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Note: 1 lecture, §6.5 in [EP], §9.8 in [BD]

You have surely heard the story about the ﬂap of a butterﬂy wing in the Amazon causing hurricanes in the North Atlantic. In a prior section, we mentioned that a small change in initial conditions of the planets can lead to very diﬀerent conﬁguration of the planets in the long term. These are examples of chaotic systems. Mathematical chaos is not really chaos, there is precise order behind the scenes. Everything is still deterministic. However a chaotic system is extremely sensitive to initial conditions. This also means even small errors induced via numerical approximation create large errors very quickly, so it is almost impossible to numerically approximate for long times. This is large part of the trouble as chaotic systems cannot be in general solved analytically.

Take the weather for example. As a small change in the initial conditions (the temperature at every point of the atmosphere for example) produces drastically diﬀerent predictions in relatively short time, we cannot accurately predict weather. This is because we do not actually know the exact initial conditions, we measure temperatures at a few points with some error and then we somehow estimate what is in between. There is no way we can accurately measure the eﬀects of every butterﬂy wing. Then we solve numerically introducing new errors. That is why you should not trust weather prediction more than a few days out.

The idea of chaotic behavior was ﬁrst noticed by Edward Lorenz^{8} in the 1960s when trying to model thermally induced air convection (movement). The equations Lorentz was looking at form the relatively simple looking system:

A small change in the initial conditions yield a very diﬀerent solution after a reasonably short time.

A very simple example the reader can experiment with, which displays chaotic behavior, is a double pendulum. The equations that govern this system are somewhat complicated and their derivation is quite tedious, so we will not bother to write them down. The idea is to put a pendulum on the end of another pendulum. If you look at the movement of the bottom mass, the movement will appear chaotic. This type of system is a basis for a whole number of oﬃce novelty desk toys. It is very simple to build a version. Take a piece of a string, and tie two heavy nuts at diﬀerent points of the string; one at the end, and one a bit above. Now give the bottom nut a little push, as long as the swings are not too big and the string stays tight, you have a double pendulum system.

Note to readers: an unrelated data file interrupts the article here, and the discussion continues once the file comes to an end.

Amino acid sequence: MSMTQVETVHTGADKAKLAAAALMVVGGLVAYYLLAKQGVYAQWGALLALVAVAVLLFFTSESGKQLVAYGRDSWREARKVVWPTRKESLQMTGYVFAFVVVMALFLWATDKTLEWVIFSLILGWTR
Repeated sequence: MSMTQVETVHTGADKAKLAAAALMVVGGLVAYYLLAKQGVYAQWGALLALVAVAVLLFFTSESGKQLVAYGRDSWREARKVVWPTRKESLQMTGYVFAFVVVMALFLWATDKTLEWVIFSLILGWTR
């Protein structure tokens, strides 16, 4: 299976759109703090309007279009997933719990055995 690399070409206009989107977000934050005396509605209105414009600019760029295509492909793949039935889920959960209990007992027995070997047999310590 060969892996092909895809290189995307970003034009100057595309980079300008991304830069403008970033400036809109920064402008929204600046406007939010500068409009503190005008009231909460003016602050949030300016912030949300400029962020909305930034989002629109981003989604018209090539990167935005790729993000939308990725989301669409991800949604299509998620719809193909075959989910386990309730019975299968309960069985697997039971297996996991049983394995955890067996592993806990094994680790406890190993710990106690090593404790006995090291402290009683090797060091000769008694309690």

Let us study the so-called Duﬃng equation:

Here , , , , and are constants. You will recognize that except for the term, this equation looks like a forced mass-spring system. The term comes up when the spring does not exactly obey Hooke’s law (which no real-world spring actually does obey exactly). When is not zero, the equation does not have a nice closed form solution, so we have to resort to numerical solutions as is usual for nonlinear systems. Not all choices of constants and initial conditions exhibit chaotic behavior. Let us study

The equation is not autonomous, so we cannot draw the vector ﬁeld in the phase plane. We can still draw the trajectories.

In Figure 8.11 we plot trajectories for going from 0 to 15, for two very close initial conditions and , and also the solutions in the space. The two trajectories are close at ﬁrst, but after a while diverge signiﬁcantly. This sensitivity to initial conditions is precisely what we mean by the system behaving chaotically.